KISS FC V2 connections diagram (from Flyduino)

The new flight controller comes with 8 LED’s installed in pairs on each corner of the board.

KISS FC V2 Installation (with the Steele PDB)

I installed new flight controller as to replace the old KISS FC V1 in my ImpulseRC Alien 5″ with Steele PDB.

To install it I had to de-solder the current connection to the Crossfire Micro V2 RX and then removed the micro JST wires from the ports on V1.

Ports on the Steele PDB are named Port 1 and Port 2. Port 2 goes to the SERIAL 1 connector on KISS V2, and Port 1 goes to the PDB connector on FC. It is very important to connect them in the correct order or you could risk frying the flight controller.

Once connected and install on the vibration dampening bobbins, I soldered the Crossfire receiver to Serial 2, and Tramp VTX Telemetry to RX5.

KISS FC GUI

KISS FC V2 uses the new GUI version 2. It looks the same as the last version, but there are a few additions such as looptime setting.

The new KISS flight controller needs to be activated first when you first get it, you do by this connecting it to the GUI, make sure you have internet connection.

Flying experience

I have tried the new KISS combo with my Alien, I set my PID close to what I previously used with the V1.

The testing quad parts list:

My flight video:

The quad feels sharp and snappy on the sticks. It’s hard to describe with words but it definitely feels different to Betaflight or RaceFlight.

The movement were very crispy and it was easy to stay in line when flying forward without a single trace of drift. I didn’t even spent much time tuning the quad and it flew really well already. Flying experience was positive, it felt good on sticks and was fun to fly.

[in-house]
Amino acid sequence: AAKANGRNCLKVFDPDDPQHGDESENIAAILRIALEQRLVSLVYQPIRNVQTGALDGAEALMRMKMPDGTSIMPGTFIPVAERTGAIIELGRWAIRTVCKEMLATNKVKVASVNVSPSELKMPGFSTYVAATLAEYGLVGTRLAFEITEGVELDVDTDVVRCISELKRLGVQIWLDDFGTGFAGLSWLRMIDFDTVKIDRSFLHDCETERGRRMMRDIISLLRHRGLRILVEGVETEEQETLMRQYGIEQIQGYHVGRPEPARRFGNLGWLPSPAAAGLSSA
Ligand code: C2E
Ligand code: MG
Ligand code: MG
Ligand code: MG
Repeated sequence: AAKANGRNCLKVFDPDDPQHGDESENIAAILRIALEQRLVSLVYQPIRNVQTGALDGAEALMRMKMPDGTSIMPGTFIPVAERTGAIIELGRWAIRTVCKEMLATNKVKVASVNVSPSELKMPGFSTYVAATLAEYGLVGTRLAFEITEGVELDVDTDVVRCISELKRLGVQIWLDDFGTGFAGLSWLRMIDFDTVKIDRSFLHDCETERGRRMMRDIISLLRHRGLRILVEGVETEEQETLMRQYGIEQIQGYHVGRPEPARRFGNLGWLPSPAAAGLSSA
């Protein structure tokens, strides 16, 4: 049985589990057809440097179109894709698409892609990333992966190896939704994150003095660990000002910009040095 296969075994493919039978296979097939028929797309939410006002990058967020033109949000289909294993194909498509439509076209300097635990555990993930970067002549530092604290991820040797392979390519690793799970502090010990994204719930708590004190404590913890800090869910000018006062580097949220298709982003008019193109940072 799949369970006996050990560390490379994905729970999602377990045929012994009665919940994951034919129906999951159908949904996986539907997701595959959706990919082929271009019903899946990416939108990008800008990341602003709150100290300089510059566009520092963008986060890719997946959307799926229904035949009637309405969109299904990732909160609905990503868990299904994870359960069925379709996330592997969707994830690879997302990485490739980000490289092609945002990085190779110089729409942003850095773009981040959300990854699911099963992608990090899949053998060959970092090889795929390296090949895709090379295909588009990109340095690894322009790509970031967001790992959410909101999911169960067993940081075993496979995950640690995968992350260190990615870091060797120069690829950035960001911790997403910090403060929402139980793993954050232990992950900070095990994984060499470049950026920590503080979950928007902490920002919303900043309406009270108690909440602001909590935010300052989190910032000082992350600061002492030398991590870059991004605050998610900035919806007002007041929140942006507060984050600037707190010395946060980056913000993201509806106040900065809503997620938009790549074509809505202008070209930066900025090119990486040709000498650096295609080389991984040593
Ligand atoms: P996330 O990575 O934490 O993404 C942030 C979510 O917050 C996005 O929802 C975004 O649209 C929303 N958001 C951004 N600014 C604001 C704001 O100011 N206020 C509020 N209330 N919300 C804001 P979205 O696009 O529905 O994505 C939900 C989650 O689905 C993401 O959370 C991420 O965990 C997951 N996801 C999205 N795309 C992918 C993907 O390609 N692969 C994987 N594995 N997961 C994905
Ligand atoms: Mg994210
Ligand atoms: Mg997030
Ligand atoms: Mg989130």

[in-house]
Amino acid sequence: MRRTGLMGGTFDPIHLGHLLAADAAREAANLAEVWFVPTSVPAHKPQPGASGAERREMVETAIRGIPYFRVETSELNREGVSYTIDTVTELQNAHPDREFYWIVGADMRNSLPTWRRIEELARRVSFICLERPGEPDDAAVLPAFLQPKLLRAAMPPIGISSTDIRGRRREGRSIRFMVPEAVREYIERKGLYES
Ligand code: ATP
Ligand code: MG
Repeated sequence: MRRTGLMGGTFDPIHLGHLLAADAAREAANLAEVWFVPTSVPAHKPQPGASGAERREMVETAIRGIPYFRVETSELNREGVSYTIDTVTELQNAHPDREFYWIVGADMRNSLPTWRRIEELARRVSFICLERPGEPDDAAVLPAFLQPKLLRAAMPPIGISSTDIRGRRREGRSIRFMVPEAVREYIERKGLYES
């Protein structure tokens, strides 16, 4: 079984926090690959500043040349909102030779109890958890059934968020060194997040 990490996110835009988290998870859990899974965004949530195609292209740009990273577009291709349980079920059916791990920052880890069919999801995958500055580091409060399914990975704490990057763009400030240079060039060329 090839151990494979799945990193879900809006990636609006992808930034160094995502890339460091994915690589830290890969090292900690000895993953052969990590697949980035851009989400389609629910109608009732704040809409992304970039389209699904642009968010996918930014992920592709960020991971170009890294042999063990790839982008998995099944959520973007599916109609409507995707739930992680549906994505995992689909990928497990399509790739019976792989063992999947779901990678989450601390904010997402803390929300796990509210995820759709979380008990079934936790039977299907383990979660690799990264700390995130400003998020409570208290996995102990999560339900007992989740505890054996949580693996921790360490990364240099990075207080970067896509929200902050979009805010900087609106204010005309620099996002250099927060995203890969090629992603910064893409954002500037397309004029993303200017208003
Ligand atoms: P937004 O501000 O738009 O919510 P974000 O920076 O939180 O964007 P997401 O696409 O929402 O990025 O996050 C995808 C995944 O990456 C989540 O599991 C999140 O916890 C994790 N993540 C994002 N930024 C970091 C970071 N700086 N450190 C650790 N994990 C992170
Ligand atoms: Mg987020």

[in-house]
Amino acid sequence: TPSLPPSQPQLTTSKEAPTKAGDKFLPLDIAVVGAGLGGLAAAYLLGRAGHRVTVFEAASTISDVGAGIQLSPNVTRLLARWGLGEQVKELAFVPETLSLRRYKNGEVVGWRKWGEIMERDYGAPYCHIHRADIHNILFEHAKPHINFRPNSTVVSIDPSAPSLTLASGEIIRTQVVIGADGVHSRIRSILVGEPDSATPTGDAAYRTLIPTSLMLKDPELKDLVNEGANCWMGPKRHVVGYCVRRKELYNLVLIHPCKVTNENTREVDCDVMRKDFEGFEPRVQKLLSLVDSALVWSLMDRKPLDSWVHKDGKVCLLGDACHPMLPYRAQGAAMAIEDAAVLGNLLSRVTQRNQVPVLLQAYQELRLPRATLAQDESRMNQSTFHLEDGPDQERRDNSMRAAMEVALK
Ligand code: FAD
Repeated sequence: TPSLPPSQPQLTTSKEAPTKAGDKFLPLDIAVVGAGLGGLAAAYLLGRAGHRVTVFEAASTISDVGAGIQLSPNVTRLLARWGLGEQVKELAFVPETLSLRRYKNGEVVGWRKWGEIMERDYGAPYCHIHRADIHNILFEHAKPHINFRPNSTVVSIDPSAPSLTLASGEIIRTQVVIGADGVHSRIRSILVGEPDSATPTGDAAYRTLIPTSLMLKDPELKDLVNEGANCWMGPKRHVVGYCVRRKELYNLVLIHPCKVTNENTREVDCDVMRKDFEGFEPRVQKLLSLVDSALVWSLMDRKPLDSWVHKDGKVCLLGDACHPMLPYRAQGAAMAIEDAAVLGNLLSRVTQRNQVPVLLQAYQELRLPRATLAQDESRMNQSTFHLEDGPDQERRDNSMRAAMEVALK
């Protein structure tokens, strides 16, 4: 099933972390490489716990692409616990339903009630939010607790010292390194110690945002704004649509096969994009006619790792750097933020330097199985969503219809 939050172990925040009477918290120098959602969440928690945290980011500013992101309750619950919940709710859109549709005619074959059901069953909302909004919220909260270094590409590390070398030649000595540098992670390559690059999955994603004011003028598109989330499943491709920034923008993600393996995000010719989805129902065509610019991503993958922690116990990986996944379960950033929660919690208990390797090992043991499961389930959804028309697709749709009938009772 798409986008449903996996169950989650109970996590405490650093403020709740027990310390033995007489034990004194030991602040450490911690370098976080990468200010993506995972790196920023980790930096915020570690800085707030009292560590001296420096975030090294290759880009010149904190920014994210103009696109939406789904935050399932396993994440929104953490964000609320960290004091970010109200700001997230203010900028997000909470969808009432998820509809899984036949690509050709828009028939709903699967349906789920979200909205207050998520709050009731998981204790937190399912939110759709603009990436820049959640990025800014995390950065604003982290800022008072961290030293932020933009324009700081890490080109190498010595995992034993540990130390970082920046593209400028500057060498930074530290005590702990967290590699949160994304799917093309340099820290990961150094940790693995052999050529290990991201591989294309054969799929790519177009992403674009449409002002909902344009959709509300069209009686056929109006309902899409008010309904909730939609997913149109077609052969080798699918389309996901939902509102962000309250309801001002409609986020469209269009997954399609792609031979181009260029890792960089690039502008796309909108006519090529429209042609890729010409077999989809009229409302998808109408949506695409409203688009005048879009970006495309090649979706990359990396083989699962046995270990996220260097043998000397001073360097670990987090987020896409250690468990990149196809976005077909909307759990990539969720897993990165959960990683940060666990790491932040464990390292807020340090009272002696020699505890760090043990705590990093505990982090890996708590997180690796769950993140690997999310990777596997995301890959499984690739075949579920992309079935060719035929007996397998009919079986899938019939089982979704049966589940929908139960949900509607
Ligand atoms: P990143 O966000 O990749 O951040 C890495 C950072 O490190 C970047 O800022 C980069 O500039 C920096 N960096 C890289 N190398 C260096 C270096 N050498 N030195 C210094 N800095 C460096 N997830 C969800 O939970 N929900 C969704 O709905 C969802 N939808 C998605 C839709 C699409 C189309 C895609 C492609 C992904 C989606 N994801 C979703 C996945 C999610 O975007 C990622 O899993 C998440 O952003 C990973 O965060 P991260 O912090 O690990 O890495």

Conclusions

KISS FC V2

Pro’s

  • Excellent flight performance
  • Easy configuration and firmware upgrade via GUI
  • Improved, much easier pin layout, now the motors outputs are in the corners
  • Extra LEDs on the board – looks really cool
  • More UART’s (finally!)
  • Easy plug and play integration with certain PDB, such as the Steele PDB in the Alien frames

Con’s

  • Price – about $78, probably one of the most expensive FC on the market
  • Lack of integrated OSD
  • It doesn’t have integrated flash memory or SD card logger for Blackbox
  • Lack of support for GPS modules (for long range aircraft)

KISS 32A ESC

Pro’s

  • Rock solid performance, smooth, efficient and reliable
  • 6S support
  • Easy to solder
  • Easy firmware upgrade via GUI
  • ESC telemetry
  • They can “make motors talk”! :)

Con’s

  • Price is more than double of a BLHeli_32 ESC
  • These ESC’s are big! Especially for frames with skinny arms

The new KISS gears are a very solid combo, there are many improvements to the flight controller from the layout to voltage/current rating. A lot of these improvements had been long awaited upgrades, but still there are things that are missing such as built in OSD, Blackbox etc.

Is new gear worth the premium price? I can’t decide for your money but what I can tell you is that it flies and feels exceptionally good in the air. Exactly what I would expect from KISS components.

For more discussion check out our thread on IntoFPV forum.

Guest Writer: Authur Banach

4 thoughts on “Review: KISS V2 FC & KISS 32A ESC

Leave a Reply

Your email address will not be published. Required fields are marked *

Are you Robot? *

I only check blog comments once or twice a week, if you want a quick reply you can post your question on this forum IntoFPV.com... You might get a faster response from me there (multirotor related only).